Registration Dossier

Administrative data

Hazard for aquatic organisms

Freshwater

Hazard assessment conclusion:
PNEC aqua (freshwater)
PNEC value:
17.1 µg/L
Assessment factor:
50
Extrapolation method:
assessment factor
PNEC freshwater (intermittent releases):
1.2 µg/L

Marine water

Hazard assessment conclusion:
PNEC aqua (marine water)
PNEC value:
1.2 µg/L
Assessment factor:
50
Extrapolation method:
assessment factor

STP

Hazard assessment conclusion:
PNEC STP
PNEC value:
80.3 µg/L
Assessment factor:
100
Extrapolation method:
assessment factor

Sediment (freshwater)

Hazard assessment conclusion:
PNEC sediment (freshwater)
PNEC value:
171.1 mg/kg sediment dw
Extrapolation method:
equilibrium partitioning method

Sediment (marine water)

Hazard assessment conclusion:
PNEC sediment (marine water)
PNEC value:
12 mg/kg sediment dw
Extrapolation method:
equilibrium partitioning method

Hazard for air

Hazard for terrestrial organisms

Soil

Hazard assessment conclusion:
PNEC soil
PNEC value:
0.7 mg/kg soil dw
Assessment factor:
10
Extrapolation method:
assessment factor

Hazard for predators

Secondary poisoning

Hazard assessment conclusion:
PNEC oral
PNEC value:
1.31 mg/kg food
Assessment factor:
30

Additional information

Read-across approach

A read-across approach based on data available for inorganic arsenic compounds is applied for the ecotoxicity assessment of diarsenic trioxide. This grouping of arsenic substances for estimating the aquatic hazard properties is based on the assumption that these properties are similar as the specific environmental conditions predominantly affect speciation and toxicity of arsenic substances and not the inorganic arsenic source. For most of the metal-containing substances, it is the metal ion that becomes available upon contact with and dissolution in water and that is predominantly of ecotoxicological concern. This assumption holds when i) differences in solubility of different As compounds do not affect the ecotoxicity, ii) there are not any important differences in the speciation of inorganic arsenic substances in the environment.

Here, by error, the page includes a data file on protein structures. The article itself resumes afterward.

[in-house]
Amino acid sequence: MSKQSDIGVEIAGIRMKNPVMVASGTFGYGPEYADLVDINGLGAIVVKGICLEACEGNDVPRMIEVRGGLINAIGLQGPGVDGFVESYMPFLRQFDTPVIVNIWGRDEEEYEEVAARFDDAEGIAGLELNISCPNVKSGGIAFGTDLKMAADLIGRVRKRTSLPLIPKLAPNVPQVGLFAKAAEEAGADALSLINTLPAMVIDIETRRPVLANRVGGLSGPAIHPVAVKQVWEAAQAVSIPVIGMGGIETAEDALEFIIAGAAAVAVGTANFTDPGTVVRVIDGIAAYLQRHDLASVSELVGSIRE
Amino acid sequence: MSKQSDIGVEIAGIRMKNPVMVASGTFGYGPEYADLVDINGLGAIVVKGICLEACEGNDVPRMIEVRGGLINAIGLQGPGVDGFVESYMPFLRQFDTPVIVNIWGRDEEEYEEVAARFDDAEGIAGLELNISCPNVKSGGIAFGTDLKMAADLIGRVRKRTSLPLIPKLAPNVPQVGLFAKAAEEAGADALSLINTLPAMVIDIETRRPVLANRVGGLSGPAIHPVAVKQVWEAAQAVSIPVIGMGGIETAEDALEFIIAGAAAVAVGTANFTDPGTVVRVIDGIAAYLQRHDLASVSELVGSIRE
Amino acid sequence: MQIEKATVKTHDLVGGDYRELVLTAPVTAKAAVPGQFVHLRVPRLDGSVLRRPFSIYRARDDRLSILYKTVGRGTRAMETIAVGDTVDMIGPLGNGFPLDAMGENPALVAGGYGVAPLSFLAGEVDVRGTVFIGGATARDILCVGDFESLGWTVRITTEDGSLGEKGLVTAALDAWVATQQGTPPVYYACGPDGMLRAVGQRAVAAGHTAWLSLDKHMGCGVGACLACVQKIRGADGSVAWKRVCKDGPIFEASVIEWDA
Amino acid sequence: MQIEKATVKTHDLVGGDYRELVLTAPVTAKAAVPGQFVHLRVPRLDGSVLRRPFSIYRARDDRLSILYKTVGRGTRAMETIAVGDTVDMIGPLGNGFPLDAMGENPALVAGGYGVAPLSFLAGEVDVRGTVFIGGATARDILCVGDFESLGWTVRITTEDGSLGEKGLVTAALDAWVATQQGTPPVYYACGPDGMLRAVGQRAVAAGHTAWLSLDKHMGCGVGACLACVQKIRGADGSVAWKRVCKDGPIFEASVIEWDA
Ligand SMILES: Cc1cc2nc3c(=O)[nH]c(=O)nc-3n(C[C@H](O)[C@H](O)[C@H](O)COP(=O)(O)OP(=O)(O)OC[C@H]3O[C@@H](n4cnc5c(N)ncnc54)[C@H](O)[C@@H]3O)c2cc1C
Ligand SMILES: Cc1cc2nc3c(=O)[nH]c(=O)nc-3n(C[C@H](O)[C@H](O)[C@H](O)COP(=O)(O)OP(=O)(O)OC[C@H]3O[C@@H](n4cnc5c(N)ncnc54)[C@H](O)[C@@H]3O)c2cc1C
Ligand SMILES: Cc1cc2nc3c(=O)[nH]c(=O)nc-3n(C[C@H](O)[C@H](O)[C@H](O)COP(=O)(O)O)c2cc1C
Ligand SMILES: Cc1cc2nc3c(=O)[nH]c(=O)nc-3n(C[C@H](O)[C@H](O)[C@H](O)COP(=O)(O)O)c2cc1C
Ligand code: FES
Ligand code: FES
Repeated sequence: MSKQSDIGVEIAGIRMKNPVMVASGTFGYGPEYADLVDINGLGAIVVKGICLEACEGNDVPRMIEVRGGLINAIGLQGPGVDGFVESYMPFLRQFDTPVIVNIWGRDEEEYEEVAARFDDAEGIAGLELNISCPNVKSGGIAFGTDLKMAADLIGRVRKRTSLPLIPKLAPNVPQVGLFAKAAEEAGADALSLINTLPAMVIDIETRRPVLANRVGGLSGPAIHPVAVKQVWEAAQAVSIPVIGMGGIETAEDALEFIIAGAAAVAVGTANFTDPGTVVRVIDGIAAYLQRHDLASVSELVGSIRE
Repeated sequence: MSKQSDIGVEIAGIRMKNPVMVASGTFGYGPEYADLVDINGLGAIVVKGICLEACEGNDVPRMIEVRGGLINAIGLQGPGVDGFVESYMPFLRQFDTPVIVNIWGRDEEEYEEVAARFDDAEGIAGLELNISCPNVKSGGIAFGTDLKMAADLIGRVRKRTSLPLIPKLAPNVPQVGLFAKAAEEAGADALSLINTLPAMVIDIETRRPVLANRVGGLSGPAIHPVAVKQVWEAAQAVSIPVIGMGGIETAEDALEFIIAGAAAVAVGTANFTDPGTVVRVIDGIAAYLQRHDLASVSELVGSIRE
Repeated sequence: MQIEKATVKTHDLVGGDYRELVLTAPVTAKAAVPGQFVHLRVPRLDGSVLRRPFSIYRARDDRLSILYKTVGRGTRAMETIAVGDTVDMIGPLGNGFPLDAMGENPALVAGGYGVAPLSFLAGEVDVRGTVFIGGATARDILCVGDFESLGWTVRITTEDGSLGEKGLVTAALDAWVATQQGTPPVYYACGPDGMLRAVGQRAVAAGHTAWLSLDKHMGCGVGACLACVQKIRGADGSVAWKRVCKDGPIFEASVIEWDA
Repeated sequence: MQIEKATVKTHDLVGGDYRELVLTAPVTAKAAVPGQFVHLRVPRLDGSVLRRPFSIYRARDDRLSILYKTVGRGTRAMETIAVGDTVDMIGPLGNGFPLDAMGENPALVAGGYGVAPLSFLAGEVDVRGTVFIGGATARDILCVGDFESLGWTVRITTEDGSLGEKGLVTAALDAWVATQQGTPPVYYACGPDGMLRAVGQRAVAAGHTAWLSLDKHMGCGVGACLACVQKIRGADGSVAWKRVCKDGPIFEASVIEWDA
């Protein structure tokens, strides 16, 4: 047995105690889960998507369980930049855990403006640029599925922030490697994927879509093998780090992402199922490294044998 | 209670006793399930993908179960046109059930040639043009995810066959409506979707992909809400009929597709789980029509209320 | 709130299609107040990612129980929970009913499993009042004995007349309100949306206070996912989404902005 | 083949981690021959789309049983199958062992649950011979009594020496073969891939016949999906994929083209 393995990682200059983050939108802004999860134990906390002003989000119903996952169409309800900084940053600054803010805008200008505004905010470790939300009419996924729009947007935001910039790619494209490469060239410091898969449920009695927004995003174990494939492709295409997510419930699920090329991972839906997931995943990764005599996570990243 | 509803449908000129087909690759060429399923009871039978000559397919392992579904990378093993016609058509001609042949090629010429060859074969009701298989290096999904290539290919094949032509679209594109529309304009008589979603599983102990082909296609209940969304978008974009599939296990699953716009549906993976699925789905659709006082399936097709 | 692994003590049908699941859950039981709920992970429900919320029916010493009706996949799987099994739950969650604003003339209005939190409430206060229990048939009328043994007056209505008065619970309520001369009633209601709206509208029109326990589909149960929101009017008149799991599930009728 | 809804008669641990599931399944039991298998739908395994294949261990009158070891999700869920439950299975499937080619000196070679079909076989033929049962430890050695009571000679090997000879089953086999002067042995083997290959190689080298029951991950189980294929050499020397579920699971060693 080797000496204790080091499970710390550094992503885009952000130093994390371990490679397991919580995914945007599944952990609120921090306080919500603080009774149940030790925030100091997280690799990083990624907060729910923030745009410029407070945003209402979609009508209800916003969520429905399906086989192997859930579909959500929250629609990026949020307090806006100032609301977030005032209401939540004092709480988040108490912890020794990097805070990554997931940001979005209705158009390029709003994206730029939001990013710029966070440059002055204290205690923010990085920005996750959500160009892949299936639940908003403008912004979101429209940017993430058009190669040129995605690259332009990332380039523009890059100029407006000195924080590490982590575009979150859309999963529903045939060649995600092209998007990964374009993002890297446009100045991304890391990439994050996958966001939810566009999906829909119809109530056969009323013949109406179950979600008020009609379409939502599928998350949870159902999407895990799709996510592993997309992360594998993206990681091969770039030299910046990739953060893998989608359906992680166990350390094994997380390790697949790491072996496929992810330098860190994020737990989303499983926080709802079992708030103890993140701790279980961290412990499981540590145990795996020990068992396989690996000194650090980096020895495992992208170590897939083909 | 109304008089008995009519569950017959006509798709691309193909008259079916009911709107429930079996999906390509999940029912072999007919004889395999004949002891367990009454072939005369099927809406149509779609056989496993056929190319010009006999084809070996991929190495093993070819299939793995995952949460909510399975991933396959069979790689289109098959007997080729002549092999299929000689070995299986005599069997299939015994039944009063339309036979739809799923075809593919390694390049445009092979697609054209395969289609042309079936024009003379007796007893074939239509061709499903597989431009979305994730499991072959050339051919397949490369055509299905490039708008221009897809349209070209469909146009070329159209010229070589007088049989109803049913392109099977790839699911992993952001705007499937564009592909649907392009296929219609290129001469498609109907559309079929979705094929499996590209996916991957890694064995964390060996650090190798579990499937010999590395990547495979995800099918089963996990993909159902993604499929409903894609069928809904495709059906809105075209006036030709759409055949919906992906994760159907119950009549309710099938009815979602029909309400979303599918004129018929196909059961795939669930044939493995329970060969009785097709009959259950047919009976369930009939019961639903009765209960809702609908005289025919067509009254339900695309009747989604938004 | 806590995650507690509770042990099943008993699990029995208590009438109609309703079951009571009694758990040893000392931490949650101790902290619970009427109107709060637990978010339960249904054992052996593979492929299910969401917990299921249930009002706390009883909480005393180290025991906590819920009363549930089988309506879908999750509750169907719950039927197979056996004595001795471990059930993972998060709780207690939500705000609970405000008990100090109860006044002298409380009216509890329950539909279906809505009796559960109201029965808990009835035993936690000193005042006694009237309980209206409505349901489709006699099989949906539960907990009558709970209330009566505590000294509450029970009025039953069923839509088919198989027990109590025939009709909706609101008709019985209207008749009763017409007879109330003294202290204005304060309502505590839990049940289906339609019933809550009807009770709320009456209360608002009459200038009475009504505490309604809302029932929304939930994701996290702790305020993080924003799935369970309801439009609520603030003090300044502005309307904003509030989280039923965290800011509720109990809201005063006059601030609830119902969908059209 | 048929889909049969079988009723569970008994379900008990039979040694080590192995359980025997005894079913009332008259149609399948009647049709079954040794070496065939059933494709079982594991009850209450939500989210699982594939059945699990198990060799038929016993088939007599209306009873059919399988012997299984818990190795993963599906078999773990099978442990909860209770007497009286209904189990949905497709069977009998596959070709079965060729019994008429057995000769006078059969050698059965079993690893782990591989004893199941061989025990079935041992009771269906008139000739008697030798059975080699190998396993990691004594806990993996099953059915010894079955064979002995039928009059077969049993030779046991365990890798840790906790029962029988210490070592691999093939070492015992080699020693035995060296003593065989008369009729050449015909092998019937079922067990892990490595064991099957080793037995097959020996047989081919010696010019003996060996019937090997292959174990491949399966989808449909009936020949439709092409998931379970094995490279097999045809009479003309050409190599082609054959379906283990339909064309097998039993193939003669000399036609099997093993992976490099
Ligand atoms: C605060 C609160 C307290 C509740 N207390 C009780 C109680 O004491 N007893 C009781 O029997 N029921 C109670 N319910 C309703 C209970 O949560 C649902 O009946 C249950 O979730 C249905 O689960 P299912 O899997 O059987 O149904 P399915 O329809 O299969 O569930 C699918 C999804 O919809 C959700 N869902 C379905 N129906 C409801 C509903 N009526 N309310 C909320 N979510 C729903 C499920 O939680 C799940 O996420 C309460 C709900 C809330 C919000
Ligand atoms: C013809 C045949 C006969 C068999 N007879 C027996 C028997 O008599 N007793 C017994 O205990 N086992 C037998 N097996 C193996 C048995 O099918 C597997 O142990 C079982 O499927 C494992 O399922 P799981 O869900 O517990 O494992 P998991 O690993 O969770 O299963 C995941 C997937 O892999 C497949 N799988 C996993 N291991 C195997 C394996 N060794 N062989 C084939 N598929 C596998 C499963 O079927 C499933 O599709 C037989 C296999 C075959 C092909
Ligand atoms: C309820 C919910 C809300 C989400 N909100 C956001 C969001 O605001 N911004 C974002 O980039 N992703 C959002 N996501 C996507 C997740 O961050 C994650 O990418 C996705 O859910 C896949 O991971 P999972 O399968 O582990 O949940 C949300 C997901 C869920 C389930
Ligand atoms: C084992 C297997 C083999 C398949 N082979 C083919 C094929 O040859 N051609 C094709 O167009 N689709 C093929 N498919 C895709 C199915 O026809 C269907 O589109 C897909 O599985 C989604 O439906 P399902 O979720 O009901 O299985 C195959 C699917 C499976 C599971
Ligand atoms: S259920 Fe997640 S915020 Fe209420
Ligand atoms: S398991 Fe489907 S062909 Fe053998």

Arsenic is present naturally in the aquatic and terrestrial environments from weathering and erosion of rock and soil.Because of its reactivity and mobility, however, arsenic can cycle extensively through both biotic and abiotic components of local aquatic and terrestrial systems, where it can undergo a variety of chemical and biochemical transformations. Three major modes of biotransformation of arsenic species have been found to occur in the environment: redox transformation between arsenite and arsenate, the reduction and methylation of arsenic, and the biosynthesis of organoarsenic compounds.

When diarsenic trioxide is deposited directly into aerobic surface waters, it forms As(III) species, i.e. arsenite. Arsenite is thermodynamically unstable, and therefore tends to oxidize to dissolved As(V) species, i.e. arsenates. This oxidation can be accelerated by oxidizing agents such as manganese and iron oxyhydroxides which are fairly abundant in natural environments or by the action of certain bacteria. Some As(III) and As(V) species can interchange oxidation states depending on Eh, pH and biological processes. The ratio between oxidized and reduced species appears to be significantly influenced by the presence of iron and manganese oxides. However, the predominant arsenic species in oxidizing environments is the thermodynamically stable form, i.e. arsenate. Arsenite is present in amounts exceeding those of arsenate only in reduced, oxygen-free micro- and macro-environments.